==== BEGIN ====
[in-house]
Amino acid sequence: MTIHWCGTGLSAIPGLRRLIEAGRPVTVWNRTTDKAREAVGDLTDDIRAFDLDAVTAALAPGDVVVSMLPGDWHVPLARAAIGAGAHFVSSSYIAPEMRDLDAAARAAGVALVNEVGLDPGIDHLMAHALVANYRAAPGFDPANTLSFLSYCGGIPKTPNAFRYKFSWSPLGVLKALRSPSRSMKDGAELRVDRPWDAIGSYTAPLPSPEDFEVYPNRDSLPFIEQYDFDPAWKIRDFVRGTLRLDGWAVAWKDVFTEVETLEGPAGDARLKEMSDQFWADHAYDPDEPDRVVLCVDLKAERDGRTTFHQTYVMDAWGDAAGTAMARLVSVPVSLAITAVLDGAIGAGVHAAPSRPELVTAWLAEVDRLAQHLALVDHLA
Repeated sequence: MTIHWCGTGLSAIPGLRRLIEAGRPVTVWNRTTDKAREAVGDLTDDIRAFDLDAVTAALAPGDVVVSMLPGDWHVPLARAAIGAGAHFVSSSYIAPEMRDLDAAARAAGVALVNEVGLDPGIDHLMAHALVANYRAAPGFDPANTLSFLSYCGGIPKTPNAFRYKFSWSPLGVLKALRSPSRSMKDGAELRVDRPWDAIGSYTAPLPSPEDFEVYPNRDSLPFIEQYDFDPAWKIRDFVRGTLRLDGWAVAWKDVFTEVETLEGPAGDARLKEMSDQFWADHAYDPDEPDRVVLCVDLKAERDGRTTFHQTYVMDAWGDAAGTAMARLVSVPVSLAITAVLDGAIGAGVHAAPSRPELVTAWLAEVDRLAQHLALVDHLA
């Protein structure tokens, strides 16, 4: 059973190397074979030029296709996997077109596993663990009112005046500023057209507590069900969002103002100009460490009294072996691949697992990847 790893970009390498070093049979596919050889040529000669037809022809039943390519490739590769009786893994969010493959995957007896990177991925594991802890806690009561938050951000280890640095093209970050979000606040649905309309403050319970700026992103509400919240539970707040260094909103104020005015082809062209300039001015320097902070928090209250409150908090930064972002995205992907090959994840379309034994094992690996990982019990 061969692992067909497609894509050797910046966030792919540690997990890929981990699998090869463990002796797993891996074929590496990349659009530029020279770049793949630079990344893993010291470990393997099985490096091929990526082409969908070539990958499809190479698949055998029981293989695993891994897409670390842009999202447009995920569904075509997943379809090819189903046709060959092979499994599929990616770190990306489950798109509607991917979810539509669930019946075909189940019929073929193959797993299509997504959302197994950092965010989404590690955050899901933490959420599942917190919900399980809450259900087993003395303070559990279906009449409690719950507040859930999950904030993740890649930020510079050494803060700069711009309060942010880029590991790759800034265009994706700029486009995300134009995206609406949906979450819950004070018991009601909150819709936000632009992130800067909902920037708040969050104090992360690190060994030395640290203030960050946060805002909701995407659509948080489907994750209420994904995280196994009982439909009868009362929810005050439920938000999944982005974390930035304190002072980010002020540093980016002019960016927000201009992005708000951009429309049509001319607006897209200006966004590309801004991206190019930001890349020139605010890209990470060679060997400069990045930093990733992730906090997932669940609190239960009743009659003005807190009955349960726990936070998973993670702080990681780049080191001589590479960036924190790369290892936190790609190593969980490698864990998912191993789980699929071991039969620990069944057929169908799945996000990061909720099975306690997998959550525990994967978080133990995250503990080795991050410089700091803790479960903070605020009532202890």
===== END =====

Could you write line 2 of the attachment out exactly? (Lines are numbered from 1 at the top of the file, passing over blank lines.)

Amino acid sequence: MTIHWCGTGLSAIPGLRRLIEAGRPVTVWNRTTDKAREAVGDLTDDIRAFDLDAVTAALAPGDVVVSMLPGDWHVPLARAAIGAGAHFVSSSYIAPEMRDLDAAARAAGVALVNEVGLDPGIDHLMAHALVANYRAAPGFDPANTLSFLSYCGGIPKTPNAFRYKFSWSPLGVLKALRSPSRSMKDGAELRVDRPWDAIGSYTAPLPSPEDFEVYPNRDSLPFIEQYDFDPAWKIRDFVRGTLRLDGWAVAWKDVFTEVETLEGPAGDARLKEMSDQFWADHAYDPDEPDRVVLCVDLKAERDGRTTFHQTYVMDAWGDAAGTAMARLVSVPVSLAITAVLDGAIGAGVHAAPSRPELVTAWLAEVDRLAQHLALVDHLA